Prince Philip: Crowds gather at Buckingham Palace after death
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Buckingham Palace announced the sad news today that Prince Philip has died aged 99. A statement from the Palace said: “It is with deep sorrow that Her Majesty The Queen has announced the death of her beloved husband, His Royal Highness The Prince Philip, Duke of Edinburgh. “His Royal Highness passed away peacefully this morning at Windsor Castle.” He had returned from hospital to Windsor Castle in March after spending nearly a month in hospital, where he underwent a heart procedure.
The Duke was married to Queen Elizabeth II for more than 70 years and became the longest-serving consort in British history.
Philip had become an iconic staple of the Royal Family thanks to his many years of service and his loving relationship with the Queen.
He was a supportive presence for Her Majesty, epitomised by their first trip after the Queen’s Coronation in 1953.
The pair toured the Commonwealth, taking the royals away from their children for six months.
As highlighted in last night’s ITV’s documentary ‘The Queen Unseen’, Philip provided vital support as the long days “took their toll”.
While in New Zealand, the Queen was said to have found many of the visits “boring, boring, boring”.
However, Philip “rescued” her from this boredom.
As they attended one event where sheep were being sheared, Philip became an “invaluable source of support”.
Professor Jane Ridley, royal biographer, said: “Philip. looking at the sheep being sheared with a broad smile across his face, was obviously thinking there was a great joke going on.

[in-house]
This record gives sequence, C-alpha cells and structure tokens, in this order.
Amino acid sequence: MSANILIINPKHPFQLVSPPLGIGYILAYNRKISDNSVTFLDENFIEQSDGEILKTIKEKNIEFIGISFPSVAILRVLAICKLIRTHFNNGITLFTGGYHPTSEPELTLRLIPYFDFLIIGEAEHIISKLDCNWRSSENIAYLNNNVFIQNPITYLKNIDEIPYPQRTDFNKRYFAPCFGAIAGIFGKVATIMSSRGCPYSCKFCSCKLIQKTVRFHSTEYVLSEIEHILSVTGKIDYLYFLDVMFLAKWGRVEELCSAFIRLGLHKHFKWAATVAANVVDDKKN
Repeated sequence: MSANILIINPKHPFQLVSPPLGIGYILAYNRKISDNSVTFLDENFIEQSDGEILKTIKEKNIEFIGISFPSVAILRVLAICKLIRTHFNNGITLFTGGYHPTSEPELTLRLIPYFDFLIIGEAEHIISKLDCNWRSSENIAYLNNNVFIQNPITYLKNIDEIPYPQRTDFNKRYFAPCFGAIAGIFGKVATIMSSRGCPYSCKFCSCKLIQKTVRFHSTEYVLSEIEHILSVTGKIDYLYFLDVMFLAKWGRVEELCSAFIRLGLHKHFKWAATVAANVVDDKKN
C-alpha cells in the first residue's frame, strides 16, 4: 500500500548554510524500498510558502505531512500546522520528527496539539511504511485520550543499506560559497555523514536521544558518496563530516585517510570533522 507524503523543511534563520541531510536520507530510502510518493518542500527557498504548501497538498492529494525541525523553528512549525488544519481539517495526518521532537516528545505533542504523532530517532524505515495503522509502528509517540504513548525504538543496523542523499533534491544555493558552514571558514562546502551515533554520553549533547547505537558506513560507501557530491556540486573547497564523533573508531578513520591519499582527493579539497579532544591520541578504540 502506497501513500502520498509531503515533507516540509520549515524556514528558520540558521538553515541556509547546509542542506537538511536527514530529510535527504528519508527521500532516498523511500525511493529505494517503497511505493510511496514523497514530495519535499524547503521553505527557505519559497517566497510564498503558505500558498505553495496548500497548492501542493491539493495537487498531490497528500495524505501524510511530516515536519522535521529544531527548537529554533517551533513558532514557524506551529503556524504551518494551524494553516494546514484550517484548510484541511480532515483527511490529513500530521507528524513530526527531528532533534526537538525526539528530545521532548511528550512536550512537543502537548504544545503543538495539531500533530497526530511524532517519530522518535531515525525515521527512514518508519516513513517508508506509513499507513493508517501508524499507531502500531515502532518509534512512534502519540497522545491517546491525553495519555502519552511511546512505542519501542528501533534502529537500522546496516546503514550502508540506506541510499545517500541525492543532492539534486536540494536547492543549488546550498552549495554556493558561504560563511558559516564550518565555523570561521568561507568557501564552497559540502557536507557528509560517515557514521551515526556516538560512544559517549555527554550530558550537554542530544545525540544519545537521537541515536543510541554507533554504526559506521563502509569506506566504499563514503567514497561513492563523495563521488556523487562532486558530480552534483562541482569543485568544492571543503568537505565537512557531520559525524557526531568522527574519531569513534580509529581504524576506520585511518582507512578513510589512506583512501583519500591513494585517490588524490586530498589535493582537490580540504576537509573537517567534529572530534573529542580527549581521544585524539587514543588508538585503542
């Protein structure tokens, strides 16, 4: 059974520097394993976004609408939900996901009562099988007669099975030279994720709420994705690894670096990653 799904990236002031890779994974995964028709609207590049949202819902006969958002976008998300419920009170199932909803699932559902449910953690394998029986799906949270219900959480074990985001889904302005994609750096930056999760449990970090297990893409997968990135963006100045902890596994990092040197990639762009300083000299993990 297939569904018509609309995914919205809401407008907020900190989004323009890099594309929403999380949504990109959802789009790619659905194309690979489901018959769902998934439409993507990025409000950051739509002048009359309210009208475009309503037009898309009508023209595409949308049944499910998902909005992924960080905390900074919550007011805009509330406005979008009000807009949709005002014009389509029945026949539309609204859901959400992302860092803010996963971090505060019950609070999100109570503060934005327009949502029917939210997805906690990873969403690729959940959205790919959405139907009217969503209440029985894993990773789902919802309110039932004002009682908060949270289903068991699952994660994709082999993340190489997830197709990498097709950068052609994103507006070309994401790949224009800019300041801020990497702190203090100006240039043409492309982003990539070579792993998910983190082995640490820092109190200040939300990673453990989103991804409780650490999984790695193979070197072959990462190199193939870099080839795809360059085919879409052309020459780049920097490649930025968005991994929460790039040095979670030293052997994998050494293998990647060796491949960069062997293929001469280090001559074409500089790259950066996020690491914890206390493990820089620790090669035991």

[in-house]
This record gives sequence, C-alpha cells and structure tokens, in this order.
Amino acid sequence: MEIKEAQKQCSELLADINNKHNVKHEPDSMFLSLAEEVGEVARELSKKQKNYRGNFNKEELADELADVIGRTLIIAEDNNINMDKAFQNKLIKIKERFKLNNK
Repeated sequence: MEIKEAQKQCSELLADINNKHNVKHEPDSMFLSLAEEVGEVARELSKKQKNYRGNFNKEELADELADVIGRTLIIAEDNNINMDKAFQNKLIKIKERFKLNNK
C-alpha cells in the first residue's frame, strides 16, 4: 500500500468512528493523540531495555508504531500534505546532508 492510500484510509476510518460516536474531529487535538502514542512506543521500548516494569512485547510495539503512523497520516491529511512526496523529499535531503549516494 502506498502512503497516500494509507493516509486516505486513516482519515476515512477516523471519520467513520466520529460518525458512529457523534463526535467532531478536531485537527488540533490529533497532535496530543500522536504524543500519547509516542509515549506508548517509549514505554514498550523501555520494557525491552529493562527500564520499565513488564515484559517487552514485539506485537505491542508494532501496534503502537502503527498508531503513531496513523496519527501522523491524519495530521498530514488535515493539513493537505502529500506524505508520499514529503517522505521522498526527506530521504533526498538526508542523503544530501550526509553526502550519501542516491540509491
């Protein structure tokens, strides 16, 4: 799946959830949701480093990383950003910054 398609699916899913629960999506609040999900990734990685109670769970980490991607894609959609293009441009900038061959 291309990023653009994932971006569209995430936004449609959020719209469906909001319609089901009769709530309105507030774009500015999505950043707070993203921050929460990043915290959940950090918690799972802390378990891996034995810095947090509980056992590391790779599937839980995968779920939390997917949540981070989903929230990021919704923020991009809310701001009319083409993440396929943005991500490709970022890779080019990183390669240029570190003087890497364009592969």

“Philip has come to rescue her, when he’s seen her looking rather bored and not taking part in the conversation.
“And then you can see her looking at Philip. She looks adoringly at him actually. He’s her pillar, he’s her rock.
“Philip was able to break the ice.”
The Queen showed her gratitude for Philip’s support throughout the years with a touching tribute.
While celebrating their 50 years of marriage in 1997, she lauded Philip: “He is someone who doesn’t take easily to compliments but he has, quite simply, been my strength and stay all these years, and I, and his whole family, and this and many other countries, owe him a debt greater than he would ever claim, or we shall ever know.”
Tributes have already started to fly in for the late royal.
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Speaking from Downing Street today, Prime Minister Boris Johnson said: “He [Philip] was an environmentalist, and a champion of the natural world long before it was fashionable.
“With his Duke of Edinburgh awards scheme he shaped and inspired the lives of countless young people and at literally tens of thousands of events he fostered their hopes and encouraged their ambitions.
“We remember the Duke for all of this and above all for his steadfast support for Her Majesty the Queen.
“Not just as her consort, by her side every day of her reign, but as her husband, her ‘strength and stay’, of more than 70 years.”
Labour leader Keir Starmer also said today: “The United Kingdom has lost an extraordinary public servant in Prince Philip.
“Prince Philip dedicated his life to our country – from a distinguished career in the Royal Navy during World War 2 to his decades of service as the Duke of Edinburgh.
“My thoughts are with The Queen, the Royal Family and the British people as our nation comes together to mourn and remember the life of Prince Philip.”
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